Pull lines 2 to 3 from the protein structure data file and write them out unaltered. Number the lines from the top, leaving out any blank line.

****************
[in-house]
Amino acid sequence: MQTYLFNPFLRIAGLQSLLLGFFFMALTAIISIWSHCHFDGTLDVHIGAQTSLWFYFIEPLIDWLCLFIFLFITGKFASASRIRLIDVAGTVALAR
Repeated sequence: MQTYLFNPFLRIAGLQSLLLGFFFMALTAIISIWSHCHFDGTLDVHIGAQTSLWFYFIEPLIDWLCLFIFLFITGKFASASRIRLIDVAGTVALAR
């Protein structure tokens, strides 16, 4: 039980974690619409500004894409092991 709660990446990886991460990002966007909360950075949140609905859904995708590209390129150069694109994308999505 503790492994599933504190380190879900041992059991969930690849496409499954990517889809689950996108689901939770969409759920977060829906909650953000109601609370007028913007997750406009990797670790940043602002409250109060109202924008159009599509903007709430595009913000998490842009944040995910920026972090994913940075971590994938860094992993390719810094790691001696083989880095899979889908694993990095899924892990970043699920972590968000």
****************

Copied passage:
Amino acid sequence: MQTYLFNPFLRIAGLQSLLLGFFFMALTAIISIWSHCHFDGTLDVHIGAQTSLWFYFIEPLIDWLCLFIFLFITGKFASASRIRLIDVAGTVALAR
Repeated sequence: MQTYLFNPFLRIAGLQSLLLGFFFMALTAIISIWSHCHFDGTLDVHIGAQTSLWFYFIEPLIDWLCLFIFLFITGKFASASRIRLIDVAGTVALAR